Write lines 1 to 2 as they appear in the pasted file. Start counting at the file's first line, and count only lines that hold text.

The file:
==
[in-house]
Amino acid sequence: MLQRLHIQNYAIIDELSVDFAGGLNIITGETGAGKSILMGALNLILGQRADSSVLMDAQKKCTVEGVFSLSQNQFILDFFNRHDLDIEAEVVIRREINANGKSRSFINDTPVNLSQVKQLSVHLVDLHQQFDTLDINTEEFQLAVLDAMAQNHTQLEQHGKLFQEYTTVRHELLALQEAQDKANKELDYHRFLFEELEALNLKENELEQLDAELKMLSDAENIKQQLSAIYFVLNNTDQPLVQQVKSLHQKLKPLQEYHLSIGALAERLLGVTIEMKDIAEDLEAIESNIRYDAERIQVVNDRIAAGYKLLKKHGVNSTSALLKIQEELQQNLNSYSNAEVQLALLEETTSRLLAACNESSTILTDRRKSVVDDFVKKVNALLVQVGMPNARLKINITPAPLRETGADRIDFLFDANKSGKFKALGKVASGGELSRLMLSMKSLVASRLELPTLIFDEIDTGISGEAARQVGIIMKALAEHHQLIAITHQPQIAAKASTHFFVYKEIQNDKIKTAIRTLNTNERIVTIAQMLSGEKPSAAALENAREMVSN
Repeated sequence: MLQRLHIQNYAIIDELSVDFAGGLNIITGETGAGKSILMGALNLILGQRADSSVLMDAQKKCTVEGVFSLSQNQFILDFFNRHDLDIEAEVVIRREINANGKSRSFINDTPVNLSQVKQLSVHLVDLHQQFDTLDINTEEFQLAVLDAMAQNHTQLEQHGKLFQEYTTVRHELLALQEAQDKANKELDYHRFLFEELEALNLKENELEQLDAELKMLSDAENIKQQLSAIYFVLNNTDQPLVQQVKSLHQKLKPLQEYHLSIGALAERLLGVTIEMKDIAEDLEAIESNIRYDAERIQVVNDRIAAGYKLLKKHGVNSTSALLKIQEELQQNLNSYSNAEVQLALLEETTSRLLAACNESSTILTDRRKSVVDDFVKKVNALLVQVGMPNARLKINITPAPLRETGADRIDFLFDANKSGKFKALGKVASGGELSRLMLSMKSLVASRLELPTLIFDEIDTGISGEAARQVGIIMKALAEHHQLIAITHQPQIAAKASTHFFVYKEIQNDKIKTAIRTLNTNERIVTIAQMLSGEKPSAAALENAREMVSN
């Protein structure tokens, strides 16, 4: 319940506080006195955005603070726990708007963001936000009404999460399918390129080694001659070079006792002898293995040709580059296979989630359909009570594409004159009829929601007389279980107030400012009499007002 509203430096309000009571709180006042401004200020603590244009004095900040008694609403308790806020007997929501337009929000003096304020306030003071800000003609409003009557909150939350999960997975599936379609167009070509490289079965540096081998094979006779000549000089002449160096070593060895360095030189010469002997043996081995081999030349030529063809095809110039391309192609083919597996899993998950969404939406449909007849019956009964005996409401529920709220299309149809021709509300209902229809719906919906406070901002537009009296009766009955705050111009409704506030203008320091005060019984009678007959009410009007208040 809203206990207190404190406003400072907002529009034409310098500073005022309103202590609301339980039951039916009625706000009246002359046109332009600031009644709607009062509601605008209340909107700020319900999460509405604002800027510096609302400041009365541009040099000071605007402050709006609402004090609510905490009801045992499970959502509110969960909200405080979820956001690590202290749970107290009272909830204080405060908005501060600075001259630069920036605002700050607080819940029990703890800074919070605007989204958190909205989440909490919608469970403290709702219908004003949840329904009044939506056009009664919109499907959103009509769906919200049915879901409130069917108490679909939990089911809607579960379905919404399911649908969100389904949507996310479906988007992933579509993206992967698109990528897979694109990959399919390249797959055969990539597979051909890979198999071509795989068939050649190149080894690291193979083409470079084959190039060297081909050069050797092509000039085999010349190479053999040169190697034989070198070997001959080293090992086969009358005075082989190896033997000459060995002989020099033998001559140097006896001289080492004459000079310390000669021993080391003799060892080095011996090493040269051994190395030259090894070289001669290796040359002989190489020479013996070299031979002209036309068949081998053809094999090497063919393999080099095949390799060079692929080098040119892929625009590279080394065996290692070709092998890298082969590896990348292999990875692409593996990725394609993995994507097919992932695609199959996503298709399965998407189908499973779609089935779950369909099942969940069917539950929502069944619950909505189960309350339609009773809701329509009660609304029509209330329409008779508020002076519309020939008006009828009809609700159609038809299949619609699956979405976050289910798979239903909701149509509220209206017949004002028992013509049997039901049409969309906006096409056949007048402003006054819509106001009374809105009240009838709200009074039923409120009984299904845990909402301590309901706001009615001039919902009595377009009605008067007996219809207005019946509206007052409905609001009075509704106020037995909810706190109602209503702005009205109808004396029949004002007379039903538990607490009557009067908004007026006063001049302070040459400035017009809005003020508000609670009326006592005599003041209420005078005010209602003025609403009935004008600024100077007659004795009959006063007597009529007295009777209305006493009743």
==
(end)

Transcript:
[in-house]
Amino acid sequence: MLQRLHIQNYAIIDELSVDFAGGLNIITGETGAGKSILMGALNLILGQRADSSVLMDAQKKCTVEGVFSLSQNQFILDFFNRHDLDIEAEVVIRREINANGKSRSFINDTPVNLSQVKQLSVHLVDLHQQFDTLDINTEEFQLAVLDAMAQNHTQLEQHGKLFQEYTTVRHELLALQEAQDKANKELDYHRFLFEELEALNLKENELEQLDAELKMLSDAENIKQQLSAIYFVLNNTDQPLVQQVKSLHQKLKPLQEYHLSIGALAERLLGVTIEMKDIAEDLEAIESNIRYDAERIQVVNDRIAAGYKLLKKHGVNSTSALLKIQEELQQNLNSYSNAEVQLALLEETTSRLLAACNESSTILTDRRKSVVDDFVKKVNALLVQVGMPNARLKINITPAPLRETGADRIDFLFDANKSGKFKALGKVASGGELSRLMLSMKSLVASRLELPTLIFDEIDTGISGEAARQVGIIMKALAEHHQLIAITHQPQIAAKASTHFFVYKEIQNDKIKTAIRTLNTNERIVTIAQMLSGEKPSAAALENAREMVSN